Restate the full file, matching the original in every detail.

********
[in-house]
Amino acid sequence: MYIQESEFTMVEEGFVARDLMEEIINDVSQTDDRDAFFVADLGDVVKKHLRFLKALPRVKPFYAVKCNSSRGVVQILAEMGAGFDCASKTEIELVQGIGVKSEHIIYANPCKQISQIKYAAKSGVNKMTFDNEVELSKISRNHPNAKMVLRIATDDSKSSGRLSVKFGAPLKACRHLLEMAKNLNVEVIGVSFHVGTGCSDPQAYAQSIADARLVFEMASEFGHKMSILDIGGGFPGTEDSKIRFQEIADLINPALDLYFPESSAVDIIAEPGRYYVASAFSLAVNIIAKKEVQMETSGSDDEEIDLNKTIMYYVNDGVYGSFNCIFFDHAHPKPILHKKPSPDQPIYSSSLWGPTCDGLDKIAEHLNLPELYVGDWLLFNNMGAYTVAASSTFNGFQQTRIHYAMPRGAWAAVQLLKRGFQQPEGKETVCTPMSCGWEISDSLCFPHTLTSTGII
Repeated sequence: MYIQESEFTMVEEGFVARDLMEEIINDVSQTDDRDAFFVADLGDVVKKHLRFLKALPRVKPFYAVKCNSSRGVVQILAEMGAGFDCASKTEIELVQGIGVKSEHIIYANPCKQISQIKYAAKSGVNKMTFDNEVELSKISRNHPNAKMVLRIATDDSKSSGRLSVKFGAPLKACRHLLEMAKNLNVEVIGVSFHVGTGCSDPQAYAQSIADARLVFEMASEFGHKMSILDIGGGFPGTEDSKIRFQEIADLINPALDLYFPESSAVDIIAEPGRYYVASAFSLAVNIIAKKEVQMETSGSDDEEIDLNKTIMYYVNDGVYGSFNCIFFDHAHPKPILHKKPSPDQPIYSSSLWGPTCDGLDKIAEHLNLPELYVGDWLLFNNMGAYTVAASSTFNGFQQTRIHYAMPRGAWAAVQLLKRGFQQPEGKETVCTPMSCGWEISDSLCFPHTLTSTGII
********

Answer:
[in-house]
Amino acid sequence: MYIQESEFTMVEEGFVARDLMEEIINDVSQTDDRDAFFVADLGDVVKKHLRFLKALPRVKPFYAVKCNSSRGVVQILAEMGAGFDCASKTEIELVQGIGVKSEHIIYANPCKQISQIKYAAKSGVNKMTFDNEVELSKISRNHPNAKMVLRIATDDSKSSGRLSVKFGAPLKACRHLLEMAKNLNVEVIGVSFHVGTGCSDPQAYAQSIADARLVFEMASEFGHKMSILDIGGGFPGTEDSKIRFQEIADLINPALDLYFPESSAVDIIAEPGRYYVASAFSLAVNIIAKKEVQMETSGSDDEEIDLNKTIMYYVNDGVYGSFNCIFFDHAHPKPILHKKPSPDQPIYSSSLWGPTCDGLDKIAEHLNLPELYVGDWLLFNNMGAYTVAASSTFNGFQQTRIHYAMPRGAWAAVQLLKRGFQQPEGKETVCTPMSCGWEISDSLCFPHTLTSTGII
Repeated sequence: MYIQESEFTMVEEGFVARDLMEEIINDVSQTDDRDAFFVADLGDVVKKHLRFLKALPRVKPFYAVKCNSSRGVVQILAEMGAGFDCASKTEIELVQGIGVKSEHIIYANPCKQISQIKYAAKSGVNKMTFDNEVELSKISRNHPNAKMVLRIATDDSKSSGRLSVKFGAPLKACRHLLEMAKNLNVEVIGVSFHVGTGCSDPQAYAQSIADARLVFEMASEFGHKMSILDIGGGFPGTEDSKIRFQEIADLINPALDLYFPESSAVDIIAEPGRYYVASAFSLAVNIIAKKEVQMETSGSDDEEIDLNKTIMYYVNDGVYGSFNCIFFDHAHPKPILHKKPSPDQPIYSSSLWGPTCDGLDKIAEHLNLPELYVGDWLLFNNMGAYTVAASSTFNGFQQTRIHYAMPRGAWAAVQLLKRGFQQPEGKETVCTPMSCGWEISDSLCFPHTLTSTGII